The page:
The closing keynote speaker, Andrew Toy, MS, Clover Health, spoke to GenAI’s ability to accelerate innovations by freeing up healthcare professionals from saying “I don’t have the time to do that,” as well as to glue new tools together in ways that “let us do the human part faster.” Efforts should focus on saving clinicians time and improving early detection of aging’s “greatest hits,” chronic conditions such as congestive heart failure, COPD, type 2 diabetes, and dementia.

By helping move medicine away from the traditional approach to the “diagnosis moment” and using longitudinal data to treat aging as a chronic condition, Toy argued that emergent AI-driven early detection may soon be functionally equivalent to a cure.

Enhancing understanding of aging and disease trajectories

As AI enables prediction and enhanced understanding of the progression of specific aging-related diagnoses, it is also opening a lens into how we think about the experience of disease from a human perspective. For researchers, clinicians, and caregivers alike, technology can offer a more granular understanding of how both aging and disease manifest over time, as well as new opportunities to re-examine fundamental questions about treatment and care across the aging community.

Rui Zhang, PhD, University of Minnesota, spoke of the opportunity to explore non-pharmacological interventions for Alzheimer's disease, such as sleep, diet, exercise, non-Western treatments, aromatherapy, light therapy, and other approaches. By leveraging AI and various real-world data sets from EHR and clinical trials, researchers can better understand which combinations of drugs and non-drug treatments produce the best outcomes in patients, and why.

Jason Karlawish, MD, and Emily Largent, PhD, JD, RN, University of Pennsylvania, led a panel discussion exploring an under-discussed aspect of dementia: temporary moments of lucidity that occur in neurodegenerative diseases. For example, as, or even before, a person starts experiencing symptoms of dementia, cognitive health data could add transformative caregiving and biological insights. Kishore Kuchibhotla, PhD, Johns Hopkins University, suggested that today’s standard measures of cognitive health “are not wrong; they’re noisy.” He called for mobile diagnostic tools, assessed via gamified tests, smartphones, tablets, devices.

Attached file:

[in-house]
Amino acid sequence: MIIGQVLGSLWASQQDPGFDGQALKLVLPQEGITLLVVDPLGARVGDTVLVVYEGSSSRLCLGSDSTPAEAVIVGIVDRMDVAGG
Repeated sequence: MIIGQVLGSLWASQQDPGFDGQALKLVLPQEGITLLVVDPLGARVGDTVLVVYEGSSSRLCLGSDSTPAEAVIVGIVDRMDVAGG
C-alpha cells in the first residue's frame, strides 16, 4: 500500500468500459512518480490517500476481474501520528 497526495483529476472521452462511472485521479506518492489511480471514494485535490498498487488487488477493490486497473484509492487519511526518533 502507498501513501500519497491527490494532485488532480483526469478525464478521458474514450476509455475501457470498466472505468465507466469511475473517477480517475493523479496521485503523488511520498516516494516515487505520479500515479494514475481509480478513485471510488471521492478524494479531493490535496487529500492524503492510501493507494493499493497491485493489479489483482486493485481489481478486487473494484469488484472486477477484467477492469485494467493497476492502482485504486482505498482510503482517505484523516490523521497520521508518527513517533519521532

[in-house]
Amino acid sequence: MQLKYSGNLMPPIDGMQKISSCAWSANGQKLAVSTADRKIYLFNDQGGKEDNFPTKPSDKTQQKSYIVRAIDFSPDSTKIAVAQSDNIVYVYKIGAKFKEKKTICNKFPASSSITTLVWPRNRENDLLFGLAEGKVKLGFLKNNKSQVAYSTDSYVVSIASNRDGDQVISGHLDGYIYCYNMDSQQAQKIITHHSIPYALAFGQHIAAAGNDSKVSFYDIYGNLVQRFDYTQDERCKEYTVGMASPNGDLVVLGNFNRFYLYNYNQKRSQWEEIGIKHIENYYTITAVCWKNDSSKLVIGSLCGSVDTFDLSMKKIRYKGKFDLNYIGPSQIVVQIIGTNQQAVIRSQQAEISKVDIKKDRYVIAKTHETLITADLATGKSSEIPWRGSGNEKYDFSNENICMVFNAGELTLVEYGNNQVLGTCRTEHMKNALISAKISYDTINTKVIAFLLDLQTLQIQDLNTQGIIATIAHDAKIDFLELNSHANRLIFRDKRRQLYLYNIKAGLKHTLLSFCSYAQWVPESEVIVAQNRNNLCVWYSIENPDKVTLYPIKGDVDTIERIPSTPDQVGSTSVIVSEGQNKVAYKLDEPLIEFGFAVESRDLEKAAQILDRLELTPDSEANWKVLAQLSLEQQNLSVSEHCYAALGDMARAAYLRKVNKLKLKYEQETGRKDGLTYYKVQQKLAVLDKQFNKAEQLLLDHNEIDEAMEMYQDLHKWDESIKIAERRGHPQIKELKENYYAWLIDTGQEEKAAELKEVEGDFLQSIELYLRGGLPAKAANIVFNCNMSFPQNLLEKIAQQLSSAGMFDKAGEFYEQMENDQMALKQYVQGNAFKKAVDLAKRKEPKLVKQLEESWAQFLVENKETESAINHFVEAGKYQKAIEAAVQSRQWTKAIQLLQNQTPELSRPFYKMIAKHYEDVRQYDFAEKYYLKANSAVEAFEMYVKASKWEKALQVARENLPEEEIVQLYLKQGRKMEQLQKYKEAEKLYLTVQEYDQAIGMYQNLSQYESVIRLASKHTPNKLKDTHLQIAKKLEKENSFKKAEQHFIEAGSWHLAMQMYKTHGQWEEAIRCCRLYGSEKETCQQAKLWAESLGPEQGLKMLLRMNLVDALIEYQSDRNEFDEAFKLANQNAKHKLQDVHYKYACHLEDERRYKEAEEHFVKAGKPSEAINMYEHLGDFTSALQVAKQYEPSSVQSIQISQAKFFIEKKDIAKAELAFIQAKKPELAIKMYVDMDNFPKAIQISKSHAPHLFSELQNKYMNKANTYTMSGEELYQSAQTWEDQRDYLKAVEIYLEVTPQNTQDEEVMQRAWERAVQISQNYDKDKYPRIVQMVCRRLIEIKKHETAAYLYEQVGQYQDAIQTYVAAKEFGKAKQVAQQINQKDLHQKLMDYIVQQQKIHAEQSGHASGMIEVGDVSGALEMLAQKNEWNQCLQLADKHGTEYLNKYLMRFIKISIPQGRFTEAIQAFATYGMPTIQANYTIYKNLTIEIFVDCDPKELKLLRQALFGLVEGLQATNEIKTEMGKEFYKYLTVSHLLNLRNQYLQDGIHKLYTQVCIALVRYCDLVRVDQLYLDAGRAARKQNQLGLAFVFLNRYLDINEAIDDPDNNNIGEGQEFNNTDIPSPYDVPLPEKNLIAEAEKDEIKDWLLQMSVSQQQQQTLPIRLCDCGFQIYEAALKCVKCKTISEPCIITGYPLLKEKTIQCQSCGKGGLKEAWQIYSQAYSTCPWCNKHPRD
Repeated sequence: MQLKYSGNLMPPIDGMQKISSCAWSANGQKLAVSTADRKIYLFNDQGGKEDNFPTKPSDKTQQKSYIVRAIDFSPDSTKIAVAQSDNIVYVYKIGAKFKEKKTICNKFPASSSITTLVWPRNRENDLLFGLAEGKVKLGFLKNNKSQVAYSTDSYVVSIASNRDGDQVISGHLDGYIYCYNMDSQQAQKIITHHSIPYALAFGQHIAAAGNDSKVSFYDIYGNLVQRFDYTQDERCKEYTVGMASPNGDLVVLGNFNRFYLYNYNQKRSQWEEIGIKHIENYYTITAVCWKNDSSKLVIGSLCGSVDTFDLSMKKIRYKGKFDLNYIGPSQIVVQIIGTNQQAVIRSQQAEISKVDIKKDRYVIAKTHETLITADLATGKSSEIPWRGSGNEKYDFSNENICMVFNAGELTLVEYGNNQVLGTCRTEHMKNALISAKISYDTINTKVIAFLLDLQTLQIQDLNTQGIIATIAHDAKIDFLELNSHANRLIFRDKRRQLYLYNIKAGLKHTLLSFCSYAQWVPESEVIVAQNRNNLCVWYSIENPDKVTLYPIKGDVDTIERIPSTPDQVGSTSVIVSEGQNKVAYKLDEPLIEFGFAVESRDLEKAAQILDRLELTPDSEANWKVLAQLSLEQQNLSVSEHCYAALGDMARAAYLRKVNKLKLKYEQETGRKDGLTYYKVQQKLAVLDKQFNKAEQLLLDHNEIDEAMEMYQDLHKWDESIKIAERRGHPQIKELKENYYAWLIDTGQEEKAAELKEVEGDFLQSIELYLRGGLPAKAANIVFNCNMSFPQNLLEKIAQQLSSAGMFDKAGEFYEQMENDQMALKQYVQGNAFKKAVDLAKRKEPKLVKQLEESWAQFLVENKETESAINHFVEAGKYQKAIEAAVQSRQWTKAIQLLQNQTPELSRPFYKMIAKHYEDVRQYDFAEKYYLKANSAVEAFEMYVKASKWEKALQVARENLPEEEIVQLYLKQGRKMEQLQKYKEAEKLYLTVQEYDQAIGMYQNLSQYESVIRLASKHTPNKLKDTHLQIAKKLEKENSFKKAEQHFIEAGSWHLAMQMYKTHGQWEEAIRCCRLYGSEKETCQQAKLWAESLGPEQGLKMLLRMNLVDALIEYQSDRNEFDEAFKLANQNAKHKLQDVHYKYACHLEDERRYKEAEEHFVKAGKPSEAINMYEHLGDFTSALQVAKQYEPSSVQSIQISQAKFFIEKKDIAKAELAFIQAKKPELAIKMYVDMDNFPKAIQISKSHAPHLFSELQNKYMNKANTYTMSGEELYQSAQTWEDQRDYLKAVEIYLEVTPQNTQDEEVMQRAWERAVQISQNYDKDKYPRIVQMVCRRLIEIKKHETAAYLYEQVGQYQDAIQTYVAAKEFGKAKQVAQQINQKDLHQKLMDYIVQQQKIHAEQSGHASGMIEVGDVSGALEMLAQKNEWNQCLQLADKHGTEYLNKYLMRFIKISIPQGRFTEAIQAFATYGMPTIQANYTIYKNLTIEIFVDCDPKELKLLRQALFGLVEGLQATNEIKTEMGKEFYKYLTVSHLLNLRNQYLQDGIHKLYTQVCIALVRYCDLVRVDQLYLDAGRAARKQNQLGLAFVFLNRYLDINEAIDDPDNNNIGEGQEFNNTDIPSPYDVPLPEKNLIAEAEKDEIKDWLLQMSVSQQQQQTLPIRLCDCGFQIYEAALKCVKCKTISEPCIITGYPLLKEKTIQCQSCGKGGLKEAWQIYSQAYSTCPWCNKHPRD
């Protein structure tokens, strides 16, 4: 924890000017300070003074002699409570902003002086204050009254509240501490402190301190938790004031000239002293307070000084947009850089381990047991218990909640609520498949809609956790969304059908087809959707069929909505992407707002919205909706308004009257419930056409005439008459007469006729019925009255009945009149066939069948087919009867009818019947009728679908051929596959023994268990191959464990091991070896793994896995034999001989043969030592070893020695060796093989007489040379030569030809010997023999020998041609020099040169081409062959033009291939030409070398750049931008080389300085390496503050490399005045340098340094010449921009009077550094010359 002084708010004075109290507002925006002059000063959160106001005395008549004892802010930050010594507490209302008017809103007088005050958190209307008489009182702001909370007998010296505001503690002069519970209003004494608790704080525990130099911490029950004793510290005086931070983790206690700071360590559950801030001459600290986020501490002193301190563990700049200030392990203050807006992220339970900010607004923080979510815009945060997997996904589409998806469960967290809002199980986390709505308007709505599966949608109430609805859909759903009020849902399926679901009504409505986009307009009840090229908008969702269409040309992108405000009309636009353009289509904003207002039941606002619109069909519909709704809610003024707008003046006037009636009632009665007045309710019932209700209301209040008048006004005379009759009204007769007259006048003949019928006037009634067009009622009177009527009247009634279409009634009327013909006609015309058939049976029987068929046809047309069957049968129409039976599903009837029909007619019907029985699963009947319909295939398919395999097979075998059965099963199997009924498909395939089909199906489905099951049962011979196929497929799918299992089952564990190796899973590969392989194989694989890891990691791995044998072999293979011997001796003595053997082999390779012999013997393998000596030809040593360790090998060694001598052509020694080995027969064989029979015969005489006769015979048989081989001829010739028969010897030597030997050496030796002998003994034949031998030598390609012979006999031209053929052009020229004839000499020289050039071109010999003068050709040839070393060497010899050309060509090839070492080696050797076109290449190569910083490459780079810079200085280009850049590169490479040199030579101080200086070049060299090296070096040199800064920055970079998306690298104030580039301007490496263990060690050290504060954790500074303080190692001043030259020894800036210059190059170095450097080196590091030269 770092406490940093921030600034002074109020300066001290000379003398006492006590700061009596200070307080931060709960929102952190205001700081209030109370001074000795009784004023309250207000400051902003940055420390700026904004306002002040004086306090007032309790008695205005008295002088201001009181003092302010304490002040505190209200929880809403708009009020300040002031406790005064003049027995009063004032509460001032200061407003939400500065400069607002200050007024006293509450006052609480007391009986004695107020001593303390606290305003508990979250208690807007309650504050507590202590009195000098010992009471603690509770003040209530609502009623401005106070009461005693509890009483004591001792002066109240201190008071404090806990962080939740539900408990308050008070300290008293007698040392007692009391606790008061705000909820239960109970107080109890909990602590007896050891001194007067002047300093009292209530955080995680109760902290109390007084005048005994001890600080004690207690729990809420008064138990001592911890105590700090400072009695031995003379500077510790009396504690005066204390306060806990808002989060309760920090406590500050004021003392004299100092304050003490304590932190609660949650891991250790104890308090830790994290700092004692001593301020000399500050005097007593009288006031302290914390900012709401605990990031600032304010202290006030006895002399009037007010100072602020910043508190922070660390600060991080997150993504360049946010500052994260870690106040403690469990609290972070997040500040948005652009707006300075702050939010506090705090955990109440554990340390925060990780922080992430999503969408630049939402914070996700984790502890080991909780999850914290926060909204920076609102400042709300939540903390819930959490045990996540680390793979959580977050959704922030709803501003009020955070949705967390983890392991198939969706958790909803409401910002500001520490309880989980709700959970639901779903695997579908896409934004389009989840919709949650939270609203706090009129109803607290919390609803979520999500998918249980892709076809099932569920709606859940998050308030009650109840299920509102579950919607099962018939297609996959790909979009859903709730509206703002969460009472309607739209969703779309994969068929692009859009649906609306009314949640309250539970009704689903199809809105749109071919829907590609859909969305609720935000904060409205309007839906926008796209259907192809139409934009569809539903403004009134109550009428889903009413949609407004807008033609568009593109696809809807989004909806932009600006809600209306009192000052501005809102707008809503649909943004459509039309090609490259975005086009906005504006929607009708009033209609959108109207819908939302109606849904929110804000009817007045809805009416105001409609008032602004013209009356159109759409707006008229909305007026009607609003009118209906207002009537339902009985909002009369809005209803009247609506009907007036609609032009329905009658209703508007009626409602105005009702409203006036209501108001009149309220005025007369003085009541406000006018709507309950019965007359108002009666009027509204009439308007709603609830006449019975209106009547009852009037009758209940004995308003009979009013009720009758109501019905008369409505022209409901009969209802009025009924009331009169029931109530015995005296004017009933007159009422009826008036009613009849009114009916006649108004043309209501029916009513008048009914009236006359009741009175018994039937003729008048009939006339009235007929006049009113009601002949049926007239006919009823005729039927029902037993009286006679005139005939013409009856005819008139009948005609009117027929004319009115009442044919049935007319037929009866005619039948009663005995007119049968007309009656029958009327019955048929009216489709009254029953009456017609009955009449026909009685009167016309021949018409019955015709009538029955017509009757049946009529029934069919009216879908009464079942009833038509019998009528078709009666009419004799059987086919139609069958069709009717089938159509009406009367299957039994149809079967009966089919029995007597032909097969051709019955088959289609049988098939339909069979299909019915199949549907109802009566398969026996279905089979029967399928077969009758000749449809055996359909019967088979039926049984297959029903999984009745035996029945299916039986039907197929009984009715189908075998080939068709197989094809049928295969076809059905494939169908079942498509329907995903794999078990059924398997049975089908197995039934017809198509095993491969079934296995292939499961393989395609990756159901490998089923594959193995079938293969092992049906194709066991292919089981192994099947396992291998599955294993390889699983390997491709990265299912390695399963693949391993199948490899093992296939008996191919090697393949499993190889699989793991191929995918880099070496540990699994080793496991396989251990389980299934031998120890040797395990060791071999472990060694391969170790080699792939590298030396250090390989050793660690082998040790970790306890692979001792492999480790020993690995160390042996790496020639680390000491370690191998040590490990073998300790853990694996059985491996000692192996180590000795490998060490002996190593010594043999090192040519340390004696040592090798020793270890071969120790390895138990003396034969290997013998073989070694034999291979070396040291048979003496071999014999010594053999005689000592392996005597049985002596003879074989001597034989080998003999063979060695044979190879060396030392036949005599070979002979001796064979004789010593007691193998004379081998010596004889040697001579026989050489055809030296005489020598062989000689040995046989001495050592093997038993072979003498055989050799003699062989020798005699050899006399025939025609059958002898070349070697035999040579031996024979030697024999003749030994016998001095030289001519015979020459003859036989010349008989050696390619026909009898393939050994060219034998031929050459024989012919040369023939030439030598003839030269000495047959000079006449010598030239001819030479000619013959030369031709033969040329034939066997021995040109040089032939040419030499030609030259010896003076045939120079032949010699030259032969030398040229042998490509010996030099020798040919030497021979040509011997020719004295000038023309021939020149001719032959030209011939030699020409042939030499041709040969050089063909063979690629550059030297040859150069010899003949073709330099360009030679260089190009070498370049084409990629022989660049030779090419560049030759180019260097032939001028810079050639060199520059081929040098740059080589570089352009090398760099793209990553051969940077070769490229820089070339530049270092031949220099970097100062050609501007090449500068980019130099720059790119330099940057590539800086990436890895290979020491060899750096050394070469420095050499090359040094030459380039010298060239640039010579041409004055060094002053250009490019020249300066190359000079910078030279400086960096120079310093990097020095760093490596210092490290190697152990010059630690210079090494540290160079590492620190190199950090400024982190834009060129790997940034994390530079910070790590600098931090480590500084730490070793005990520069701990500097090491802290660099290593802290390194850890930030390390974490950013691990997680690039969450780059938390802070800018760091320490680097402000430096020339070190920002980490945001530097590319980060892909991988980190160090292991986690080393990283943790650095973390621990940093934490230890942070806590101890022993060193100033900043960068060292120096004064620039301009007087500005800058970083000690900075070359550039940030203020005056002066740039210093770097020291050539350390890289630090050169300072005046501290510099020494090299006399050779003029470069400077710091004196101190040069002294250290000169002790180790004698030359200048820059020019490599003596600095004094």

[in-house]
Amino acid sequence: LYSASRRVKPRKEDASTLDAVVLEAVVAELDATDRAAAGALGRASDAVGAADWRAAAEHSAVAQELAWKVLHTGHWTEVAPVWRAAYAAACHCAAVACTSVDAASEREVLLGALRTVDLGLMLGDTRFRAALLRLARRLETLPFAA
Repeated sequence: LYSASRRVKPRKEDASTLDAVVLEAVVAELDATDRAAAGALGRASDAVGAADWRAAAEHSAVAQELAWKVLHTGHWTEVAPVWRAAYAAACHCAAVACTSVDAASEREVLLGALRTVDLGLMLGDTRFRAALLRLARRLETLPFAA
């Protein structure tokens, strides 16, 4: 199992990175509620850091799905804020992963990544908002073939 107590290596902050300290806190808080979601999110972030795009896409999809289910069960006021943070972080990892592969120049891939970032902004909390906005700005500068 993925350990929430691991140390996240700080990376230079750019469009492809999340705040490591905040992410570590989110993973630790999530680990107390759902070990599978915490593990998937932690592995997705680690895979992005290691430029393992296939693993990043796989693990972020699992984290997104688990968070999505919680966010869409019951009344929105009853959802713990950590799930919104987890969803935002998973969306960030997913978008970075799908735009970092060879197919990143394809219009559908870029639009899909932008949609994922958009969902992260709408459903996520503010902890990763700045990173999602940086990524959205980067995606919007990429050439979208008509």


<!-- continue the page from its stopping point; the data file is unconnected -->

Ipsit V. Vahia, MD, Harvard Medical School, echoed the role of wearable sensors to detect and differentiate between symptoms of disease and side effects of medications. This research into sensor-guided psychopharmacology has also raised challenging questions about clinical liability and accountability in responding to remotely captured data. Justin Clapp, PhD, University of Pennsylvania, underscored the need for greater partnership with caregivers to observe factors such as humor, situational awareness, eye contact, and other nonlinguistic attributes. All panelists agreed on both the need for better tools for caregivers to contribute to this research, the value of employing patient-caregiver dyad models in clinical studies, and the need for clinical research teams to think about the impact of their work beyond publishing papers.

Inclusive communication and care in aging and dementia

Over the course of the symposium, nuanced perspectives emerged on how to best engage older adults and caregivers in the development and implementation of technologies that can serve their needs. Speakers also gestured toward a central thematic question: Should healthcare leaders avoid medicalizing aging, or treat it as a chronic disease?

Amanda Lazar, PhD, University of Maryland, spoke about the explicit and unconscious impacts of ageism, “a process of systematic stereotyping and discrimination against people because they are old.” Stereotypes and pre-built assumptions about willingness to use technology hinder effective clinical research and product design, as well as undermine trust.

Reuben Ng, PhD, National University of Singapore, offered a global lens on communication about aging, underscoring the importance of avoiding reinforcement of negative stereotypes in public messaging and developing an emotional route to persuading the public to engage in their health.

"There are only four kinds of people in the world. Those who have been caregivers. Those who are currently caregivers. Those who will be caregivers, and those who will need a caregiver."

— Former First Lady Rosalynn Carter

In a panel on stakeholder engagement and lived experience, caregivers-turned-advocates Dee Fowlkes, Susan Jackewicz, Lily Liu, and Marie Maloney engaged in discussion about specific opportunities to improve care for individuals living with diseases of aging, including AD/ADRD. As panelists shared stories of caring for loved ones through, and losing them to, aging-related diseases, several themes emerged: